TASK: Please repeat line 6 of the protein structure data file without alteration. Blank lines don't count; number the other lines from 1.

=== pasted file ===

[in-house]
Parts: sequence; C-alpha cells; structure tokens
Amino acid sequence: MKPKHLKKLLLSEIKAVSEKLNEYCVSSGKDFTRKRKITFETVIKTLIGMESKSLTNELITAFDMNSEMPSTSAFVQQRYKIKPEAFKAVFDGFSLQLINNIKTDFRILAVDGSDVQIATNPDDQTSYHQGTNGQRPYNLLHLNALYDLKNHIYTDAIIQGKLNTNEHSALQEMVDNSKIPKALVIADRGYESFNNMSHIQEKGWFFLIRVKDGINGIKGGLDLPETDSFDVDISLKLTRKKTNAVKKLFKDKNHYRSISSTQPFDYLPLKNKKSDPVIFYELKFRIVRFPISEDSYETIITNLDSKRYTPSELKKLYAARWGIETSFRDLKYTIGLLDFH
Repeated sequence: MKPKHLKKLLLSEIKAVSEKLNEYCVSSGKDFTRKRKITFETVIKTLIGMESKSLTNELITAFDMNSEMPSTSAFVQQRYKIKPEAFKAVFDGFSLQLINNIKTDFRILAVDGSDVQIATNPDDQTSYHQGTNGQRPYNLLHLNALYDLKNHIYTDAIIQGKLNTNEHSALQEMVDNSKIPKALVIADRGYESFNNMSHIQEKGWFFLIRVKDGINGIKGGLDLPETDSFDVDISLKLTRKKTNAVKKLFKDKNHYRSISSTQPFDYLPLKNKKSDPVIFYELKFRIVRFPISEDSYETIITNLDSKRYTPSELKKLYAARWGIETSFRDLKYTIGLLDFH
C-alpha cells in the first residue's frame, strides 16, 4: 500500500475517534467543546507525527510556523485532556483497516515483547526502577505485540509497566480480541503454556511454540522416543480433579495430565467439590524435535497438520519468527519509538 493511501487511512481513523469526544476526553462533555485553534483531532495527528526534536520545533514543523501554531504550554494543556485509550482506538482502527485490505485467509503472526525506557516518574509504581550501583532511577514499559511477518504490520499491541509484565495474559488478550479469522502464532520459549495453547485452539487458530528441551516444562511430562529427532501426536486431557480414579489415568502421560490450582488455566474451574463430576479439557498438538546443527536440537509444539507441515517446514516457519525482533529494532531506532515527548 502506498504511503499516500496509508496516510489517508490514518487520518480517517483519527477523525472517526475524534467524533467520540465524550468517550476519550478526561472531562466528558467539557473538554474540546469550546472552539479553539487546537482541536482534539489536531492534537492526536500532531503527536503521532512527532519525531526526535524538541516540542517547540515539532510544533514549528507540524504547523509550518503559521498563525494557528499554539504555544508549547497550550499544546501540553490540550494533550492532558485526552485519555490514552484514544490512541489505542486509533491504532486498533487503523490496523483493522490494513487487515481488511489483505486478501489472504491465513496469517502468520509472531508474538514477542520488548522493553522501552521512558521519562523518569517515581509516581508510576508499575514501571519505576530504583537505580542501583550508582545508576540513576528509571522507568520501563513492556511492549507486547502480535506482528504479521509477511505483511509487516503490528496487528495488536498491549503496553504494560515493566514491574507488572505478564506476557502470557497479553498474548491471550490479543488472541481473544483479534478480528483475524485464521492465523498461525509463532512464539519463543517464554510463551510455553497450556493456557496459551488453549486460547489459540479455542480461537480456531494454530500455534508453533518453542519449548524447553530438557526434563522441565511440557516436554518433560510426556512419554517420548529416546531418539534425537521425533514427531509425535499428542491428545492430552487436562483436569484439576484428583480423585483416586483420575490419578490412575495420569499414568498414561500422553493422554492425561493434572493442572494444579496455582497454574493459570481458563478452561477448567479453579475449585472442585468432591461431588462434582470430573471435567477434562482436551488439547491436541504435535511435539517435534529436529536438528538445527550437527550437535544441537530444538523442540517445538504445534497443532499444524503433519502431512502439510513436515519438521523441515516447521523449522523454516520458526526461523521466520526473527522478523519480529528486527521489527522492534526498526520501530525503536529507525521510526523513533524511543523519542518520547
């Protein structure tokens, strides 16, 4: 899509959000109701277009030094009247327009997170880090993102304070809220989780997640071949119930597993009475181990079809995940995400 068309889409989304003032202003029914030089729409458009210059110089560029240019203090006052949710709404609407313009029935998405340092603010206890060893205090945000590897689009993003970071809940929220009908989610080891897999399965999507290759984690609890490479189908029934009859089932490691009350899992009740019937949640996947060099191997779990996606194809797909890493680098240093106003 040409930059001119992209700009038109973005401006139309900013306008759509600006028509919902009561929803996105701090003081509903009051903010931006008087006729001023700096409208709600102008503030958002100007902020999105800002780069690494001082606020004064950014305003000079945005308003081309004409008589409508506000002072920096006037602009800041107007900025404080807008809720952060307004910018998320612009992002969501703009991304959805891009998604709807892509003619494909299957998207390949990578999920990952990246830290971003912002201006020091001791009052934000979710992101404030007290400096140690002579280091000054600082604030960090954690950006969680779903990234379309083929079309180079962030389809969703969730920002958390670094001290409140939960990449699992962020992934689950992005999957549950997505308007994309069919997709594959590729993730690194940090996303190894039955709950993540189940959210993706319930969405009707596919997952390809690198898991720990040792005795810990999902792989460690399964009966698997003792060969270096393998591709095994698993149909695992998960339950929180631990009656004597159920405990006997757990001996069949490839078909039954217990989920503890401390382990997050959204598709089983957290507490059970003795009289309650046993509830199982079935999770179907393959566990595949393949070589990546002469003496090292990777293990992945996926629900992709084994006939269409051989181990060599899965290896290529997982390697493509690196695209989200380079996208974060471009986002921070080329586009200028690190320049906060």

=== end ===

């Protein structure tokens, strides 16, 4: 899509959000109701277009030094009247327009997170880090993102304070809220989780997640071949119930597993009475181990079809995940995400 068309889409989304003032202003029914030089729409458009210059110089560029240019203090006052949710709404609407313009029935998405340092603010206890060893205090945000590897689009993003970071809940929220009908989610080891897999399965999507290759984690609890490479189908029934009859089932490691009350899992009740019937949640996947060099191997779990996606194809797909890493680098240093106003 040409930059001119992209700009038109973005401006139309900013306008759509600006028509919902009561929803996105701090003081509903009051903010931006008087006729001023700096409208709600102008503030958002100007902020999105800002780069690494001082606020004064950014305003000079945005308003081309004409008589409508506000002072920096006037602009800041107007900025404080807008809720952060307004910018998320612009992002969501703009991304959805891009998604709807892509003619494909299957998207390949990578999920990952990246830290971003912002201006020091001791009052934000979710992101404030007290400096140690002579280091000054600082604030960090954690950006969680779903990234379309083929079309180079962030389809969703969730920002958390670094001290409140939960990449699992962020992934689950992005999957549950997505308007994309069919997709594959590729993730690194940090996303190894039955709950993540189940959210993706319930969405009707596919997952390809690198898991720990040792005795810990999902792989460690399964009966698997003792060969270096393998591709095994698993149909695992998960339950929180631990009656004597159920405990006997757990001996069949490839078909039954217990989920503890401390382990997050959204598709089983957290507490059970003795009289309650046993509830199982079935999770179907393959566990595949393949070589990546002469003496090292990777293990992945996926629900992709084994006939269409051989181990060599899965290896290529997982390697493509690196695209989200380079996208974060471009986002921070080329586009200028690190320049906060």